consumer and professional product catalog operations have

been reorganized and expanded under the banner of Lighthouse

Enterprises.
     FACT #2. Training and career placement opportunities

were offered to all fifty-seven able-bodied, legally blind

workers. All workers who accepted The Lighthouse's career-

placement assistance have been kept on the payroll until

internships could be provided, and their former salaries

were maintained through their internships. All others

received comprehensive severance or retirement packages.

Each worker made his own choice. A number of workers

declined training and placement assistance and opted to wait

for employment with New York City Industries for the Blind,

which was in formation. Fifteen workers chose retirement.

Four have completed training and/or internships and are now

working in competitive jobs at salaries higher than their

pay at Lighthouse Industries. Eleven other individuals are

in various stages of training for competitive jobs.
     FACT #3. The closing of Lighthouse Industries was a

philosophical, not a financial, decision. In short, the

Lighthouse commitment to a philosophy of inclusion in the

workplace for all able-bodied legally blind workers cannot,

and does not, support the sheltered workshop concept.
     The Lighthouse subsidized Lighthouse Industries for

many years so that a workshop option could be available for

unemployed, legally blind workers. The Lighthouse decided to

end this subsidy and devote its financial and personnel

resources to career training and placement in competitive

jobs for the following reasons:

     -    Passage of the Americans with Disabilities Act and

          accompanying increased receptivity of employers.

     -    Increased job opportunities in the service and

          information industries offering better pay and

          benefits accrued from working in the mainstream.

     -    Advances in adaptive computer technology.

     -    Marked growth in the Lighthouse career training

          and placement capacity.
     FACT #4. The Lighthouse did consider the desires of

able-bodied legally blind workers--the workers of tomorrow.

Consultations with representatives from all secondary

schools in the New York City area which serve students with

impaired vision, and the job goals expressed by applicants

for placement, revealed that the youth of today are not

interested in workshop employment or workshop training

opportunities.
     FACT #5. The demand for competitive employment

opportunities by legally blind adults is increasing, as is

the receptivity of employers. In the last two years

Lighthouse career staff have placed 160 individuals in

competitive employment in a wide range of jobs in the

industrial, service, and office sectors. Only a fourth of

the positions required college preparation. The demand for

training and internships is growing, and The Lighthouse is

expanding its career-training and placement staff. The

Lighthouse also recently opened a customer service training

program at its Queens facility and continues to offer

competitive employment opportunities at its newly opened

Lighthouse Enterprises and in SPECTRUM, The Lighthouse

Store, located in Manhattan.
     FACT #6. While Lighthouse Industries had always been

subsidized by The Lighthouse (in FY 1995 the subsidy was

$238,000), it was not closed for financial reasons (i.e., "a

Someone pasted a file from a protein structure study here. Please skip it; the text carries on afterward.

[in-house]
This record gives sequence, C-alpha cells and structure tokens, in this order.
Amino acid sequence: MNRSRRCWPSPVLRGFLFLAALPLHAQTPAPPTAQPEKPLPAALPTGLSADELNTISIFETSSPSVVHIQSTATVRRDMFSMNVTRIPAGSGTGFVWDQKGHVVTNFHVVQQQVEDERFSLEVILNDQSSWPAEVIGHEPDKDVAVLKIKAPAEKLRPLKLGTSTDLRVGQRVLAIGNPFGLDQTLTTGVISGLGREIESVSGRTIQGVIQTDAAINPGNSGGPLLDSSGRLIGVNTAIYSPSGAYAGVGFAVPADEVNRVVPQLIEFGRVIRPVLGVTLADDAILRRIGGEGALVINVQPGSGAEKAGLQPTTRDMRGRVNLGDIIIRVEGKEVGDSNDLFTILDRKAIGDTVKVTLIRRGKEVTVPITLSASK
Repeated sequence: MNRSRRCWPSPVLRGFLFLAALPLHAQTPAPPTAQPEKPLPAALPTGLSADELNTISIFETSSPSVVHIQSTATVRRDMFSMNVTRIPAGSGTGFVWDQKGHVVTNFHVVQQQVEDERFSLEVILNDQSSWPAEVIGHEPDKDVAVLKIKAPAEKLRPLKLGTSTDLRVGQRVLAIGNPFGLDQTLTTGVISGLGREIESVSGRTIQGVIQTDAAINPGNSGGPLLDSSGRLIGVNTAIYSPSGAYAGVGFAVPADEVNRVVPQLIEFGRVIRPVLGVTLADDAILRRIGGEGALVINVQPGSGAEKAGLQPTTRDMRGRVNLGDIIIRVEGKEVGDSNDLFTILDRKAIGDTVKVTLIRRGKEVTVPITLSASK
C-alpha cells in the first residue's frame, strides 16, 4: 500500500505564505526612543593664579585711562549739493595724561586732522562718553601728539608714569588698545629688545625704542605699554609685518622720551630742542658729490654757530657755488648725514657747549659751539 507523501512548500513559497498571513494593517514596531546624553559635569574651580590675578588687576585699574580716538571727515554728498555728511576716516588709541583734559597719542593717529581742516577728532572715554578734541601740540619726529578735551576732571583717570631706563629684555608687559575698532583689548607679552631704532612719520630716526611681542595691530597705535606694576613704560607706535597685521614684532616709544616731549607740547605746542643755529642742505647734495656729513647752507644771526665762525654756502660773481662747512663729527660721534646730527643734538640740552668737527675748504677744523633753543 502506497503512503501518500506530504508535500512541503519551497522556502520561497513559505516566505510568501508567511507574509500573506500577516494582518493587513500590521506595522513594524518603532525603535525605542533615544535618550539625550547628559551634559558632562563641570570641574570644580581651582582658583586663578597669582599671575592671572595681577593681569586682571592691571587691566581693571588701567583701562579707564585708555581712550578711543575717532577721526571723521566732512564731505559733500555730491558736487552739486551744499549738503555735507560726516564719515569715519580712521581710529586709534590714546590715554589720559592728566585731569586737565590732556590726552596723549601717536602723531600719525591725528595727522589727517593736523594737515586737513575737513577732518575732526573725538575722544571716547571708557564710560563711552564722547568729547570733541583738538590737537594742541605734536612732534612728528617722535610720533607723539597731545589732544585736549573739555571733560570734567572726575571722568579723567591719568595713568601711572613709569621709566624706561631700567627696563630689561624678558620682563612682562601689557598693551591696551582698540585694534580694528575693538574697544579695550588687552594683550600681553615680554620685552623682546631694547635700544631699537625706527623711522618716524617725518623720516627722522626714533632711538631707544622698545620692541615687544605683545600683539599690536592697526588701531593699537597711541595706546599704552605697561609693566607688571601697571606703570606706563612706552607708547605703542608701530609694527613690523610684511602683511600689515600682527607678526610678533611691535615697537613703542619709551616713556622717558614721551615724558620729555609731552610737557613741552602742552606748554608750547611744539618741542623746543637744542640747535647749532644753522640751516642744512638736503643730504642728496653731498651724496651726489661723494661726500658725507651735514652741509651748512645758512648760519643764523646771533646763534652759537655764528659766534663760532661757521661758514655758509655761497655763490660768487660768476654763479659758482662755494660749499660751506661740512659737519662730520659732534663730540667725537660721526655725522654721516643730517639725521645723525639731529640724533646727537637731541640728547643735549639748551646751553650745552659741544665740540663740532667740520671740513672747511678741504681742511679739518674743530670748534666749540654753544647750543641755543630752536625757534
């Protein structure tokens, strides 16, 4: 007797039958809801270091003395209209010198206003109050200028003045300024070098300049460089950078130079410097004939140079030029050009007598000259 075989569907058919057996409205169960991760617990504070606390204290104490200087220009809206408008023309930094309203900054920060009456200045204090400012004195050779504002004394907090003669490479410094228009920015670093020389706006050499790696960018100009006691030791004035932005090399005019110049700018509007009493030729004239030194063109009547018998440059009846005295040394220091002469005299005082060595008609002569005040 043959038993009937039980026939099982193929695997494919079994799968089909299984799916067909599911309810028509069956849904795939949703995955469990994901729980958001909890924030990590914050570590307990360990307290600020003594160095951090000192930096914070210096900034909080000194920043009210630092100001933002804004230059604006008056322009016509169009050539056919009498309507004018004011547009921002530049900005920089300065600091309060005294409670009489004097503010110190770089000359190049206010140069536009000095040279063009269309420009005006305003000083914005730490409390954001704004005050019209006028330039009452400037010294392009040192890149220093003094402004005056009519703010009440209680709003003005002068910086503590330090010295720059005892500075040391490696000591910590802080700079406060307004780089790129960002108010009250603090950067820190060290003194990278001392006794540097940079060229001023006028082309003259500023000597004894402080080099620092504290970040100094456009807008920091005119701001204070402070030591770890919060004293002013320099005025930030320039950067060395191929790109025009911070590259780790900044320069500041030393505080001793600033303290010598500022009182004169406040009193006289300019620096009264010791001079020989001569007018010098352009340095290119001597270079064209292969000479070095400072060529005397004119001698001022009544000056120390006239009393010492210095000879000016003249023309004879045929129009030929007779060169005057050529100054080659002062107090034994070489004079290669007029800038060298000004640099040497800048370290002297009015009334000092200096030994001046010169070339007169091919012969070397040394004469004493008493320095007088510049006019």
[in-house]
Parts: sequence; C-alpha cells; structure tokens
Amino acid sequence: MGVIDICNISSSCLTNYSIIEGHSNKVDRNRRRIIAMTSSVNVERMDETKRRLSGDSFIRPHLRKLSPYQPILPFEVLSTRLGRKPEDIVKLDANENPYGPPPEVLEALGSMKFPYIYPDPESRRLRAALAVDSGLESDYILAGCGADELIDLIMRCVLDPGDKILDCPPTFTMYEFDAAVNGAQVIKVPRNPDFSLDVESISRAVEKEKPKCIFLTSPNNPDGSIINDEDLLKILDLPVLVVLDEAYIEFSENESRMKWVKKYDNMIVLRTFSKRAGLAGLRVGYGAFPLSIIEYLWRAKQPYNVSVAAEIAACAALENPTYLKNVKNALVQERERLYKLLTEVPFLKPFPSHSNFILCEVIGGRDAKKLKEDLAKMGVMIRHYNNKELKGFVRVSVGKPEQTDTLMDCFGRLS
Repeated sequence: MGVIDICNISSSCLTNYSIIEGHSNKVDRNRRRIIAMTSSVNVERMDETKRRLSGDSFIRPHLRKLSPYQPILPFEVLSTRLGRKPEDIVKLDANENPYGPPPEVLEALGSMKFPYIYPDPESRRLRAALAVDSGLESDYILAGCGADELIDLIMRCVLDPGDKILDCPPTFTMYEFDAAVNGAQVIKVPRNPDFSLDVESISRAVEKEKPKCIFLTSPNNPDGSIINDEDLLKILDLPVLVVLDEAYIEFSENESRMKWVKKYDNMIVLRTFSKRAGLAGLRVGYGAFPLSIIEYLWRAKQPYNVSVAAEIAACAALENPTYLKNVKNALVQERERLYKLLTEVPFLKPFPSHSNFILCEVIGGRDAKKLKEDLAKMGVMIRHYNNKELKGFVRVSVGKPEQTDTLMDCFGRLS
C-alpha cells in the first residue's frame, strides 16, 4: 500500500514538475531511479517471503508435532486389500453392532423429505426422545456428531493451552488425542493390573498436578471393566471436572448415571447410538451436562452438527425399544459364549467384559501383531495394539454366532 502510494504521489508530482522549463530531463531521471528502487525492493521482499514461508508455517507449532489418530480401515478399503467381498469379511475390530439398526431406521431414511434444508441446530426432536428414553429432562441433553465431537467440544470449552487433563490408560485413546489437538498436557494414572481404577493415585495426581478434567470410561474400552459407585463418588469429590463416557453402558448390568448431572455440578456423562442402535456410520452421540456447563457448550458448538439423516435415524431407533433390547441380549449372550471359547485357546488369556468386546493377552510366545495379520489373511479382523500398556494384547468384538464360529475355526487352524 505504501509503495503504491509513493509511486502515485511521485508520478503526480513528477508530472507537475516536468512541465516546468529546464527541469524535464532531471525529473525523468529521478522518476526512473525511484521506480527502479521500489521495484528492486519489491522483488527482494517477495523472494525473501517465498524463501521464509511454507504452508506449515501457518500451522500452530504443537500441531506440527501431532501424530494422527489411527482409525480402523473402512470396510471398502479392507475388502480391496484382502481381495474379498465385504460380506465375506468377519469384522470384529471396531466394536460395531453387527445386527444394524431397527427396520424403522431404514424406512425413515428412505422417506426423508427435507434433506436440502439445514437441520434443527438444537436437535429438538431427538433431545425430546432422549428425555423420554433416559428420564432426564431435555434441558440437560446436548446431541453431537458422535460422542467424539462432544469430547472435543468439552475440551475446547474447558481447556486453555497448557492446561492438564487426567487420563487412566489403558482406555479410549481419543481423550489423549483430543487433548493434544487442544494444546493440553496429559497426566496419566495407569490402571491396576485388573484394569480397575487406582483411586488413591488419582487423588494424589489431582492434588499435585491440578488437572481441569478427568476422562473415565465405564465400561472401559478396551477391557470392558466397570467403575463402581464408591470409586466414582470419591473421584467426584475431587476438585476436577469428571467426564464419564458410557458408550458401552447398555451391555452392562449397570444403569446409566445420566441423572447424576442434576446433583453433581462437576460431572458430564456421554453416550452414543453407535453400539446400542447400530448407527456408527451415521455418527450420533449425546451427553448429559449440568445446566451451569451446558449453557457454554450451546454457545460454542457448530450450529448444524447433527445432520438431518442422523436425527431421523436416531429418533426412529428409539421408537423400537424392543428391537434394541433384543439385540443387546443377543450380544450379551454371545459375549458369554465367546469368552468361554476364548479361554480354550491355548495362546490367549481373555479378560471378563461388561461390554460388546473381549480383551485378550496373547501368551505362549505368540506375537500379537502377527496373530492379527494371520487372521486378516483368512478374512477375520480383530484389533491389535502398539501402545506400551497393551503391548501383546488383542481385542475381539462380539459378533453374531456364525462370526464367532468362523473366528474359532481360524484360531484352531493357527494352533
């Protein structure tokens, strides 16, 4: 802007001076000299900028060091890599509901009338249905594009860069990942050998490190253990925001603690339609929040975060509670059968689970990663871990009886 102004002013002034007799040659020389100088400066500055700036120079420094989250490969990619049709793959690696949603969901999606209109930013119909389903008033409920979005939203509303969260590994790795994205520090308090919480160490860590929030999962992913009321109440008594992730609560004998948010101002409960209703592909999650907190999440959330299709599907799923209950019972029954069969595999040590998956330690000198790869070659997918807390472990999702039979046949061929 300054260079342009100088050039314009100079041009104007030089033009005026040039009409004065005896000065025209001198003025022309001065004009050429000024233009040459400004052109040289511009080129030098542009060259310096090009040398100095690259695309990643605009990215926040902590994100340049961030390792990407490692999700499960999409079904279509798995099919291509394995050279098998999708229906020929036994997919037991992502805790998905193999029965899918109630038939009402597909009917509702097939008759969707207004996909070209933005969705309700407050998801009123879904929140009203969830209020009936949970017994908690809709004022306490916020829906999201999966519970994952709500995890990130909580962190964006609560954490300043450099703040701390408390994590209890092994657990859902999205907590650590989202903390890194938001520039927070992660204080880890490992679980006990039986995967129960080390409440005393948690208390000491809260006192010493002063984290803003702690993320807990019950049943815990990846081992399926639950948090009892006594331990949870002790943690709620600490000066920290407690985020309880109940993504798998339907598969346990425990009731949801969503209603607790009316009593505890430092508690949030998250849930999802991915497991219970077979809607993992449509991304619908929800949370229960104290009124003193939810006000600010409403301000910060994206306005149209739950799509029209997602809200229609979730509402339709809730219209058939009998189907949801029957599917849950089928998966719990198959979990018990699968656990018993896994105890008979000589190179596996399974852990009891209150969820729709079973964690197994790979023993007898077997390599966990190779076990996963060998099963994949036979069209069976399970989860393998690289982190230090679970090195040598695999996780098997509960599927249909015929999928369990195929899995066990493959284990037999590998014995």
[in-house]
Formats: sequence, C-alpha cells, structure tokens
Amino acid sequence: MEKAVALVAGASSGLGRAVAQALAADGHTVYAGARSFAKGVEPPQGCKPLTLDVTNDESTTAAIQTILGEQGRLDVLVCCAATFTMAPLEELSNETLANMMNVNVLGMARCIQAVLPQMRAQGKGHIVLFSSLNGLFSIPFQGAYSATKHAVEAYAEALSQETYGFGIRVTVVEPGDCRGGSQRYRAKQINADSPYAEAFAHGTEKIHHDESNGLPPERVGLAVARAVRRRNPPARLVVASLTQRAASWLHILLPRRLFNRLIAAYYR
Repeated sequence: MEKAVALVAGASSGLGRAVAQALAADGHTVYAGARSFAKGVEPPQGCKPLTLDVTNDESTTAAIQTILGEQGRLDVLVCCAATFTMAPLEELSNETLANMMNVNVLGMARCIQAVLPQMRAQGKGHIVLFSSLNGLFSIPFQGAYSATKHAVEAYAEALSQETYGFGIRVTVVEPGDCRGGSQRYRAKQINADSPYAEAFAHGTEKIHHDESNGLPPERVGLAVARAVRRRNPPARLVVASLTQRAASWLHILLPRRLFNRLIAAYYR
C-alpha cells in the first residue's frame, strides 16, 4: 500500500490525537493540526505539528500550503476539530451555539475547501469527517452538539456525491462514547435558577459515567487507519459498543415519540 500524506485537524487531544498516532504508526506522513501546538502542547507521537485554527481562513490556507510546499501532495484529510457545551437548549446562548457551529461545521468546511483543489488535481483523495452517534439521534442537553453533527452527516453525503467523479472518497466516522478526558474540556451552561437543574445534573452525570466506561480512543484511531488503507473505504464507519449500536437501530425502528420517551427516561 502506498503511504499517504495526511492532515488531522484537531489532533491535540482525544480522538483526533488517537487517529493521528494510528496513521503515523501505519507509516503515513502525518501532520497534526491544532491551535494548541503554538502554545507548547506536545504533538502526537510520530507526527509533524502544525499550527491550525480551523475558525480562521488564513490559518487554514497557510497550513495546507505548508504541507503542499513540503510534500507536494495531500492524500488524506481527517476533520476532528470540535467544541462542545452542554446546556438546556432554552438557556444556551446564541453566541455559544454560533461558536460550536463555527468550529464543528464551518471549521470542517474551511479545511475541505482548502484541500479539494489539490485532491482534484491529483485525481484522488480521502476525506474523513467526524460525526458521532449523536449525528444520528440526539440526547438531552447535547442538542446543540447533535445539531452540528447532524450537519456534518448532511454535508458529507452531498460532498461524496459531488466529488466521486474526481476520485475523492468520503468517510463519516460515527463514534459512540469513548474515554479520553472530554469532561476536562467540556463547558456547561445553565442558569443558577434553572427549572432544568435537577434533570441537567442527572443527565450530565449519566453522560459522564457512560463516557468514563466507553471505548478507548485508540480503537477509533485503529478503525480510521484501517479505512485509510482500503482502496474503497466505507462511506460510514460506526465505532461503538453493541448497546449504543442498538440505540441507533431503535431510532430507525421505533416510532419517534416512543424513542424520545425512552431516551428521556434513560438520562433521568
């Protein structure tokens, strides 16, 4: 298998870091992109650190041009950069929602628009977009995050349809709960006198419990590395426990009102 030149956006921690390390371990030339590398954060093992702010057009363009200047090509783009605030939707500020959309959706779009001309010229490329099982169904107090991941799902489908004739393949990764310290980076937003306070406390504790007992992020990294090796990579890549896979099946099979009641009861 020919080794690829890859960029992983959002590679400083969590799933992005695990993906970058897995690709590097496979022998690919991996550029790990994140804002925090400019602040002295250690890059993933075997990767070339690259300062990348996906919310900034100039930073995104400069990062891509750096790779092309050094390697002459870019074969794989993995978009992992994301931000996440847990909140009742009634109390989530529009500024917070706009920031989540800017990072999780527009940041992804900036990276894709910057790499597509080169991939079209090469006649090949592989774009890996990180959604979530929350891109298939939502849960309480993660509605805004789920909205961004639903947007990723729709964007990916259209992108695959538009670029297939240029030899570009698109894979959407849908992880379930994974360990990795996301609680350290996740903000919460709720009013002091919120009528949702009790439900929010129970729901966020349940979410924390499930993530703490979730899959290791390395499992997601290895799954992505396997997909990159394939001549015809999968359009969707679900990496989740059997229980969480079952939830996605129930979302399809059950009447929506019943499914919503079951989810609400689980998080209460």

cash flow problem"). The resources of The Lighthouse,

however, are finite, and all programs are examined not only

from a philosophical perspective but in terms of their

outcomes and cost effectiveness. The Lighthouse has chosen

to devote its resources to services for the many hundreds of

visually impaired youth and adults seeking employment in the

competitive marketplace.
     FACT #7. The recently renovated Lighthouse headquarters

building in Manhattan was financed by a tax-exempt revenue

bond issued by the New York City Industrial Development

Agency. The bond issue enabled The Lighthouse to protect its

endowment and expand its programs to meet the rehabilitation

and training needs of a growing population of people with

impaired vision.
     The new Lighthouse facility is recognized as a national

model of universal accessibility and has tripled the

organization's training and classroom space.
     FACT #8. In closing its own sheltered workshop for

able-bodied legally blind workers, the Board of Directors of

The Lighthouse chose to direct its resources to training for

competitive employment and not to subsidize other sheltered

workshops for able-bodied legally blind people.
     However, inventory and equipment were sold for

approximately $750,000 to the newly-established sheltered

workshop, New York City Industries for the Blind. As of

January 1, 1997, The Lighthouse is still owed a considerable

amount of money from that sale.
     FACT #9. The Lighthouse mission, philosophy, and

advocacy efforts are carried out through regional, national,

and international programs to enable people who are blind or

have partial sight to lead independent and productive lives.

Headquartered in Manhattan, The Lighthouse provides

rehabilitation services to adults and children with impaired

vision through eight regional offices in the greater New

York area. It also offers a broad range of educational

opportunities for the public and health and human service

providers and conducts major research studies on the impact

of vision impairment and its amelioration.
     The Lighthouse is a staunch advocate of full inclusion

and equal access for people who are blind and partially

sighted and for full health insurance coverage of basic

vision rehabilitation services.
     The Lighthouse is a not-for-profit organization and

depends on support from individuals, foundations,

corporations, government, and the proceeds from Lighthouse

Enterprises, which comprises its catalog operations and

SPECTRUM, The Lighthouse Store.